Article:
Our mental health requires looking after just as much as our physical wellbeing.
In the approach to World Mental Health Day on October 10th, I thought a lot about my Aunty Ruth. It would have been her birthday.
Both my aunt and my godmother, Ruth was a hugely influential figure in my life, I was extremely close to her. When she took her own life, I was absolutely devastated. No one had known she was struggling and her actions came as a huge surprise. She was a driven, ambitious individual, the founder and CEO of a successful company in South Africa. She was the life and soul of any gathering. Yet behind the scenes, she was fighting a very private battle with her mental health and, thanks to what were the social norms at the time, didn’t reach out for help.
Reflecting on the book Love’s Executioner by Irvin D. Yalom, what strikes me about my grief for Ruth is the sense of ‘what could have been’ or ‘what should have been’. I still have moments when I speculate how my life would be different if she were still alive. She was a figure of guidance, offering support, warmth and love at my hour of greatest need during a very difficult situation as a child; what impact would she have had on the rest of my life?
At major life events, I still think of Aunty Ruth and wish she could share them, and wonder what advice she would pass on to me. I draw a lot of my drive and ambition from the person she was – she inspired me. The pride I have in her, for who she was and what she achieved through her life, gives me a boost to push myself further. Her effect and influence transcends her death.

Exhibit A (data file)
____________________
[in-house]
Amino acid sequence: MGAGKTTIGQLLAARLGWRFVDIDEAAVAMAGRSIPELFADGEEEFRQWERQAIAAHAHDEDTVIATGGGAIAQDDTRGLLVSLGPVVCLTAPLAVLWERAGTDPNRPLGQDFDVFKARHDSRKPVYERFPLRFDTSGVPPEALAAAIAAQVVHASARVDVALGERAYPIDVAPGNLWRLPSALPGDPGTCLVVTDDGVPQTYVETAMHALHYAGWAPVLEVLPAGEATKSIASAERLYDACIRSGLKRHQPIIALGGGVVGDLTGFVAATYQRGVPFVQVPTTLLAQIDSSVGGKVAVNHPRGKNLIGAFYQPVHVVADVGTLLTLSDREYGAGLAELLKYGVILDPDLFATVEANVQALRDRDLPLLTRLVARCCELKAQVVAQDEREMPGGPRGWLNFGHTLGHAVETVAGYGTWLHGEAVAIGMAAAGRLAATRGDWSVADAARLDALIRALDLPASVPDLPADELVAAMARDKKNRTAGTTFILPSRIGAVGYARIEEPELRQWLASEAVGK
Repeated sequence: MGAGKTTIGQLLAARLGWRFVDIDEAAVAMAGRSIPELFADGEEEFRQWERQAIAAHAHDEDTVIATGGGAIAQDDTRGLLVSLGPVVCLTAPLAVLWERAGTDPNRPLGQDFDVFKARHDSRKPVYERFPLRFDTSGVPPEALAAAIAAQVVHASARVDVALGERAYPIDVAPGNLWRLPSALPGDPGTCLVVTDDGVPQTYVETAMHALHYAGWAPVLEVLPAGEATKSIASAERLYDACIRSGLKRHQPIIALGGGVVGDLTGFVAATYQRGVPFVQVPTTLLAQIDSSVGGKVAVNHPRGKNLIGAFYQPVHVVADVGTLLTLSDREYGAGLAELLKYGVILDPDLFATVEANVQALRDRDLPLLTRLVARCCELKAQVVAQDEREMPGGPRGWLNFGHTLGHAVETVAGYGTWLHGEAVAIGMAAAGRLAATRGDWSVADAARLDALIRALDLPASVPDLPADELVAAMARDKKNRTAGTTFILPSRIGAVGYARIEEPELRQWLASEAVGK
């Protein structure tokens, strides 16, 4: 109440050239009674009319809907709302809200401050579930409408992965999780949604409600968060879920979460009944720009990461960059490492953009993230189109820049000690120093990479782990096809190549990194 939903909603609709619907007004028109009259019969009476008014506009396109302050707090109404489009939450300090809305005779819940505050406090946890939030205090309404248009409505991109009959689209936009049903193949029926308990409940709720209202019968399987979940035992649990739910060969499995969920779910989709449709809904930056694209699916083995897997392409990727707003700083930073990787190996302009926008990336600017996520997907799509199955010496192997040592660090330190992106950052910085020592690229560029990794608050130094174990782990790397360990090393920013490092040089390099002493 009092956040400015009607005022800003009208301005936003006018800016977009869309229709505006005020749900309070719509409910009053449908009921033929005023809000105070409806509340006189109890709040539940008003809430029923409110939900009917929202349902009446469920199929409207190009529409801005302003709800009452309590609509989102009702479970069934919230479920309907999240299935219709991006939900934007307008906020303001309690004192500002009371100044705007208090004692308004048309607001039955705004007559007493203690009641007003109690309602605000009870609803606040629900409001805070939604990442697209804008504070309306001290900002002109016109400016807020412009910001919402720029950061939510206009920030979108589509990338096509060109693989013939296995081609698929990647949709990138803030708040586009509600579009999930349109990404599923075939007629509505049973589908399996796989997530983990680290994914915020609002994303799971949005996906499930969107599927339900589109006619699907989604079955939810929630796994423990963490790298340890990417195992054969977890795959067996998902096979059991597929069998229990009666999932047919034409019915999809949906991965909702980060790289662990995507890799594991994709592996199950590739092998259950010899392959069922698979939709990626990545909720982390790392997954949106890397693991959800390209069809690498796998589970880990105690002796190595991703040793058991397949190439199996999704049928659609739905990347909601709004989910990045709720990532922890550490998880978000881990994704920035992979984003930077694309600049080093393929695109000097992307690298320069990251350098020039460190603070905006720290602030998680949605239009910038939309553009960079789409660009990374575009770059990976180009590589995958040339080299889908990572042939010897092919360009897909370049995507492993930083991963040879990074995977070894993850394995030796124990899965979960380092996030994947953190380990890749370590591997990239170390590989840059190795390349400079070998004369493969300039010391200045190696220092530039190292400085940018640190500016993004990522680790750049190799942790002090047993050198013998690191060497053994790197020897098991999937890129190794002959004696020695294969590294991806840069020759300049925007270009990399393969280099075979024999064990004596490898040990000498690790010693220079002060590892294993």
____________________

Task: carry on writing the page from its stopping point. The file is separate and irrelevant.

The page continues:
The saddest part for me is how avoidable this could have been if there had been less stigma and more support available at the time. We understand so much more about mental health today but we still have some way to go.
There are factors that can positively and negatively influence our mental wellbeing and we must recognise these and help those who are struggling to take positive, preventative action. The more we talk about, seek support with and normalise these experiences, the fewer people there will be who feel that they have no other option but to take their own lives.
Mental health isn’t just something that happens to people who are facing crises – you don’t have to be at breaking point to take care of your own mental health just as you look after your physical health. Once everyone recognises that mental health is a core part of being human and it needs to be strengthened and supported, not just brushed under the rug, well-being can become a stronger focus in all areas of life, at home and at work.